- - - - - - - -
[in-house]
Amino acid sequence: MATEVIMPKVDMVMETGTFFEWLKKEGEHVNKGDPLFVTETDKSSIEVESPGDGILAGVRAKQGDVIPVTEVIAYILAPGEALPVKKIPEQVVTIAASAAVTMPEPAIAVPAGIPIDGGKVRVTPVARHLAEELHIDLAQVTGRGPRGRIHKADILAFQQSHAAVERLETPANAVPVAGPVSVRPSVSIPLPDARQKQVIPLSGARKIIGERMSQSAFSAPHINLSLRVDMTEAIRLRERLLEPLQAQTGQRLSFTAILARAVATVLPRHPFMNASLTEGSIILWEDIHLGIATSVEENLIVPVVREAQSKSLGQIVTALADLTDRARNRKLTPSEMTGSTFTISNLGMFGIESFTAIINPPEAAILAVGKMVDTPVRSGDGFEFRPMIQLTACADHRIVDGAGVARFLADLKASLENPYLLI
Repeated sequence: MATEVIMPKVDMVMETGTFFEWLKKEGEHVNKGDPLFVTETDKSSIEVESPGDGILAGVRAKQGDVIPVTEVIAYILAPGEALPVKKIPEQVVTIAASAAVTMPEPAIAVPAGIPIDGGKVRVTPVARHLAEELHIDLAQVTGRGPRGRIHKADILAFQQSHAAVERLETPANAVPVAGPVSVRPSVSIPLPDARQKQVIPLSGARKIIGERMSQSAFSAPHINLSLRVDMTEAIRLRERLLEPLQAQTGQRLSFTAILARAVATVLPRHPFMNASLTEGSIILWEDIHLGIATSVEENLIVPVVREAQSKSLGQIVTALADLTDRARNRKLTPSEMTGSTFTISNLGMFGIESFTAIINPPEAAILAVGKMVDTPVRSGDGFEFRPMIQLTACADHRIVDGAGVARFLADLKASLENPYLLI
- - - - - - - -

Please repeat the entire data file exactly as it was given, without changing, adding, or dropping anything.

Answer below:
[in-house]
Amino acid sequence: MATEVIMPKVDMVMETGTFFEWLKKEGEHVNKGDPLFVTETDKSSIEVESPGDGILAGVRAKQGDVIPVTEVIAYILAPGEALPVKKIPEQVVTIAASAAVTMPEPAIAVPAGIPIDGGKVRVTPVARHLAEELHIDLAQVTGRGPRGRIHKADILAFQQSHAAVERLETPANAVPVAGPVSVRPSVSIPLPDARQKQVIPLSGARKIIGERMSQSAFSAPHINLSLRVDMTEAIRLRERLLEPLQAQTGQRLSFTAILARAVATVLPRHPFMNASLTEGSIILWEDIHLGIATSVEENLIVPVVREAQSKSLGQIVTALADLTDRARNRKLTPSEMTGSTFTISNLGMFGIESFTAIINPPEAAILAVGKMVDTPVRSGDGFEFRPMIQLTACADHRIVDGAGVARFLADLKASLENPYLLI
Repeated sequence: MATEVIMPKVDMVMETGTFFEWLKKEGEHVNKGDPLFVTETDKSSIEVESPGDGILAGVRAKQGDVIPVTEVIAYILAPGEALPVKKIPEQVVTIAASAAVTMPEPAIAVPAGIPIDGGKVRVTPVARHLAEELHIDLAQVTGRGPRGRIHKADILAFQQSHAAVERLETPANAVPVAGPVSVRPSVSIPLPDARQKQVIPLSGARKIIGERMSQSAFSAPHINLSLRVDMTEAIRLRERLLEPLQAQTGQRLSFTAILARAVATVLPRHPFMNASLTEGSIILWEDIHLGIATSVEENLIVPVVREAQSKSLGQIVTALADLTDRARNRKLTPSEMTGSTFTISNLGMFGIESFTAIINPPEAAILAVGKMVDTPVRSGDGFEFRPMIQLTACADHRIVDGAGVARFLADLKASLENPYLLI